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TORONTO--Average employer premiums for workers compensation insurance in Ontario will remain steady in 2008, according to a preliminary decision by Ontario's Workplace Safety and Insurance Board.
The average premium rate for 2008 will be $2.26 Canadian per every $100 Canadian of insurable earnings, unchanged from this year, due to expectations that health and safety and return-to-work outcomes will continue to improve, WSIB Chair Steve Mahoney said in a statement issued Friday.
The province has experienced a decline in lost-time injuries, but WSIB officials remain concerned about a continuing increase in average claim costs, Mr. Mahoney said. The WSIB is the entity that administers workers comp benefits in Ontario.
Employers in certain categories will experience double-digit premium hikes due to increasing injury frequency or rising claim costs within their particular segments. Chemical industry companies, for example, will see their average premiums rise 10.8% to $1.75 Canadian per $100 Canadian of insurable earnings.
Ontario's workers compensation system currently has a deficit of $6.5 billion Canadian ($6.13 billion). The WSIB believes its goal of eliminating the deficit by 2014 is still achievable if the province makes further progress in its health and safety and return-to-work initiatives, Mr. Mahoney said.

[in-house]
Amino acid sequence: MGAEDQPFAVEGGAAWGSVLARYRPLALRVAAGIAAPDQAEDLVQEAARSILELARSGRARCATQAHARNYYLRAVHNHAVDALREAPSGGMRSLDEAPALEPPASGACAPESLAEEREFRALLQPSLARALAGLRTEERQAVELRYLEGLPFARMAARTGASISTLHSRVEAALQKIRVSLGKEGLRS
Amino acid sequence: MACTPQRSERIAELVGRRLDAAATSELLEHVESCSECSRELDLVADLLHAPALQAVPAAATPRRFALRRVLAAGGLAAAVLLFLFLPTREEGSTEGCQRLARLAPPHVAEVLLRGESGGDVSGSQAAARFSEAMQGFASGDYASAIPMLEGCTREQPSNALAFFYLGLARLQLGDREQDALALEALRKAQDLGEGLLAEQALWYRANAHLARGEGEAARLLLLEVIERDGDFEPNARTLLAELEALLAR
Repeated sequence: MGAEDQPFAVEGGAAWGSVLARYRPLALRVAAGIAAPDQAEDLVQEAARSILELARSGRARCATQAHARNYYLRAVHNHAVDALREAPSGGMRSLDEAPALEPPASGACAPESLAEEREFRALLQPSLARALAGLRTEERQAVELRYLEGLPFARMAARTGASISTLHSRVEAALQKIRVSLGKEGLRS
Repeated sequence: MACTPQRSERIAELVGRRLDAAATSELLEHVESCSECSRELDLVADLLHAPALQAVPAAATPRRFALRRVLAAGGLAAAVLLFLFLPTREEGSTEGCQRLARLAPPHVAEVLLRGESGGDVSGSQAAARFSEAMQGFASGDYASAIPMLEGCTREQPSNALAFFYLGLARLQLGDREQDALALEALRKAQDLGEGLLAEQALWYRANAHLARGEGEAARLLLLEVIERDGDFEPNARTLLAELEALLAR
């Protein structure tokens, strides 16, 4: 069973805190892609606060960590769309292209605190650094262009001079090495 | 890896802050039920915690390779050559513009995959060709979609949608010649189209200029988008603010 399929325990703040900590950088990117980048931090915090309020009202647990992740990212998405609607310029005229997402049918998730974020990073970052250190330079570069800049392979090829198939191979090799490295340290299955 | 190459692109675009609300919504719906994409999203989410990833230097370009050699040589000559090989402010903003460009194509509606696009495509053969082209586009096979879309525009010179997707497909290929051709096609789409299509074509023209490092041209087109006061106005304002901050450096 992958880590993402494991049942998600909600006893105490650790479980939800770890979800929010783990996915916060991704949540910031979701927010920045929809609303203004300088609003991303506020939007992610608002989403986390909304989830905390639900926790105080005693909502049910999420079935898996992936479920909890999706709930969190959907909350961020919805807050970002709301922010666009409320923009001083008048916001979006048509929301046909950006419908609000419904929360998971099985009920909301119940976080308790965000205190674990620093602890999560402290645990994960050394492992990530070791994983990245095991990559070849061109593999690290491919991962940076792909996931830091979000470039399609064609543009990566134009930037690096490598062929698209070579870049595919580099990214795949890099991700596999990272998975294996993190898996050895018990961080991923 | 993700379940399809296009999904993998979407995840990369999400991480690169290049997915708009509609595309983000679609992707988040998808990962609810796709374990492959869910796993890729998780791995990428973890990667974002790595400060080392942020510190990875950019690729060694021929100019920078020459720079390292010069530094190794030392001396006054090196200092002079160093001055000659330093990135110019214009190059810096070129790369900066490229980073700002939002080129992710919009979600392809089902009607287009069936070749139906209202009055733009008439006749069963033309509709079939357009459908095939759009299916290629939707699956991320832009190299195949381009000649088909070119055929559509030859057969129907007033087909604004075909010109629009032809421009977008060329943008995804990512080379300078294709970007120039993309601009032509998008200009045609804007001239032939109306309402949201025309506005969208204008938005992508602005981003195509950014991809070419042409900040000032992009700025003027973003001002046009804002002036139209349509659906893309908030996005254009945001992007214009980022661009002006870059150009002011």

The WSIB is releasing preliminary rates now to assist employers with their financial forecasting and budgeting for next year. Approval of the final premium rates is scheduled for a WSIB board of directors meeting in late July.
Canadian workers comp coverage is provided largely by provincial and territorial workers comp boards and financed by employer-paid premiums. Employers have no control over the rates set by the boards; rates for each company in a given sector reflect the loss experience of that sector, though companies that have low incident levels within a sector are eligible for individual rebates.